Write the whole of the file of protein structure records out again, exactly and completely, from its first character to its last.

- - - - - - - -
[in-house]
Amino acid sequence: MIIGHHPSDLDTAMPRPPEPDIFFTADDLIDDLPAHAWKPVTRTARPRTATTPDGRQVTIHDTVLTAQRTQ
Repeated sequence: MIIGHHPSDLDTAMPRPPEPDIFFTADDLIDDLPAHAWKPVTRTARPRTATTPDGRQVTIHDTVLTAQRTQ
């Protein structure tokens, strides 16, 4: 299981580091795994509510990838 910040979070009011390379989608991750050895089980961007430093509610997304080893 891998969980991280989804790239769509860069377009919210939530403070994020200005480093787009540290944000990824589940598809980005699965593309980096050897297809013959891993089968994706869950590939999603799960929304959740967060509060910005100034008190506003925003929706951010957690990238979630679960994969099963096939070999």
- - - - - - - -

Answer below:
[in-house]
Amino acid sequence: MIIGHHPSDLDTAMPRPPEPDIFFTADDLIDDLPAHAWKPVTRTARPRTATTPDGRQVTIHDTVLTAQRTQ
Repeated sequence: MIIGHHPSDLDTAMPRPPEPDIFFTADDLIDDLPAHAWKPVTRTARPRTATTPDGRQVTIHDTVLTAQRTQ
């Protein structure tokens, strides 16, 4: 299981580091795994509510990838 910040979070009011390379989608991750050895089980961007430093509610997304080893 891998969980991280989804790239769509860069377009919210939530403070994020200005480093787009540290944000990824589940598809980005699965593309980096050897297809013959891993089968994706869950590939999603799960929304959740967060509060910005100034008190506003925003929706951010957690990238979630679960994969099963096939070999």